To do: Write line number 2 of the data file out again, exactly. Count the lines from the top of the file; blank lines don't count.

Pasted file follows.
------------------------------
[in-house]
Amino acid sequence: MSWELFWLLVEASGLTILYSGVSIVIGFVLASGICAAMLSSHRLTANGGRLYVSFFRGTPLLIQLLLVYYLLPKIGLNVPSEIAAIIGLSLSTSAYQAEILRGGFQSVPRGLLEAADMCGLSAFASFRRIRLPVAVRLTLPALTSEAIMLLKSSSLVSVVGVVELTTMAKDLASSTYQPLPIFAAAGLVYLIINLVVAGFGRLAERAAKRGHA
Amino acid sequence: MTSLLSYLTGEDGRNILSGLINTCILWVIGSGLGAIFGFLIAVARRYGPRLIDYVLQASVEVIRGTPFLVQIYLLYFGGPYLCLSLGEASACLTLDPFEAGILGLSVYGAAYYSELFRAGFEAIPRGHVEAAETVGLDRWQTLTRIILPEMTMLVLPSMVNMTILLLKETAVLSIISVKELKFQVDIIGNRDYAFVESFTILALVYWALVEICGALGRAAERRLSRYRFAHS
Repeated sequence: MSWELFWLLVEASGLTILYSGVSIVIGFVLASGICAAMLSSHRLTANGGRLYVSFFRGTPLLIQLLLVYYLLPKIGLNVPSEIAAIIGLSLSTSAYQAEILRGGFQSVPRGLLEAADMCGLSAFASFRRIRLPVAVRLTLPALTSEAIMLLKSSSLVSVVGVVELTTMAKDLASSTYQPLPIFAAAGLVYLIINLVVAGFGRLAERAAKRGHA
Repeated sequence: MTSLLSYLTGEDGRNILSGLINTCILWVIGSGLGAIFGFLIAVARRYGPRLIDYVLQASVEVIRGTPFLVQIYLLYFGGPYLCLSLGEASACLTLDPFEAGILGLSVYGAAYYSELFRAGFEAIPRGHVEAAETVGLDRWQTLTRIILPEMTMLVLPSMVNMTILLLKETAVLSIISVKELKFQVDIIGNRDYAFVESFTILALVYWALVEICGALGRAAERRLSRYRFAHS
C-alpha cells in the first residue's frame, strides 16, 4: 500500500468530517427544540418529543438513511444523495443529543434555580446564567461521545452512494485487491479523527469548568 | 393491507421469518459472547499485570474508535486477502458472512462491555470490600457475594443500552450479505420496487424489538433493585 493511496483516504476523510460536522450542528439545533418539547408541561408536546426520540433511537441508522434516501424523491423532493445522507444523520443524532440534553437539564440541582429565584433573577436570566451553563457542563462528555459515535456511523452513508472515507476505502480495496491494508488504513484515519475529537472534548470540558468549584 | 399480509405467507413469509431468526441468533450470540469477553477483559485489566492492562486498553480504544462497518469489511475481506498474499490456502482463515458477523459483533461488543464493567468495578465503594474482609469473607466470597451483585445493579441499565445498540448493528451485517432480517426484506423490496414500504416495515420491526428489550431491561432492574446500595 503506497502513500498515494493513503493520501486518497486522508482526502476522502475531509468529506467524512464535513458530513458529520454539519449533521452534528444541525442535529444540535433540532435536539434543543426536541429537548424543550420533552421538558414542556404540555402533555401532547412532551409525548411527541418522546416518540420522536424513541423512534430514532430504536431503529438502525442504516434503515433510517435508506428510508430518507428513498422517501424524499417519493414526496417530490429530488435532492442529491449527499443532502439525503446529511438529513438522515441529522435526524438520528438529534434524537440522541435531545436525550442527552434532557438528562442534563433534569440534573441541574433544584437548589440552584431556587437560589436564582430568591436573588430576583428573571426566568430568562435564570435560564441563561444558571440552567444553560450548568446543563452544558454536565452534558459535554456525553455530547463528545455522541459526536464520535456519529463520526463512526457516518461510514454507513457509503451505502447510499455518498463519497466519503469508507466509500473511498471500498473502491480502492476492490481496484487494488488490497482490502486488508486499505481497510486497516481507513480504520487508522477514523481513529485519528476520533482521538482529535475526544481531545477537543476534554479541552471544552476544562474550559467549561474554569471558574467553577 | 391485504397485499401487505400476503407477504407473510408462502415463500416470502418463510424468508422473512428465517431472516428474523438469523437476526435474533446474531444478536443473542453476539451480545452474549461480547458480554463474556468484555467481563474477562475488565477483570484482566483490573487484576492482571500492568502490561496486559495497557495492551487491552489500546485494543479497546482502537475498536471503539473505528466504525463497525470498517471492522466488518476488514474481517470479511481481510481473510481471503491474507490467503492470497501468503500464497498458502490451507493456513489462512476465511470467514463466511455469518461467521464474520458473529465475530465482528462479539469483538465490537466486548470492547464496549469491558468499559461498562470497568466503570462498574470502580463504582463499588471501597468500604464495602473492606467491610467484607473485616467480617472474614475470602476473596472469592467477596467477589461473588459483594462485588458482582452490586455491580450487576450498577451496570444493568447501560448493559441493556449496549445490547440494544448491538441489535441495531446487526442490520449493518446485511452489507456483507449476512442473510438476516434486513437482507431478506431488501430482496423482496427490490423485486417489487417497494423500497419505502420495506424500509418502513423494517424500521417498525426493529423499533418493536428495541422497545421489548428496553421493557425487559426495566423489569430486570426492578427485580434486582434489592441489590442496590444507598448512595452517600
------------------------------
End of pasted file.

Amino acid sequence: MSWELFWLLVEASGLTILYSGVSIVIGFVLASGICAAMLSSHRLTANGGRLYVSFFRGTPLLIQLLLVYYLLPKIGLNVPSEIAAIIGLSLSTSAYQAEILRGGFQSVPRGLLEAADMCGLSAFASFRRIRLPVAVRLTLPALTSEAIMLLKSSSLVSVVGVVELTTMAKDLASSTYQPLPIFAAAGLVYLIINLVVAGFGRLAERAAKRGHA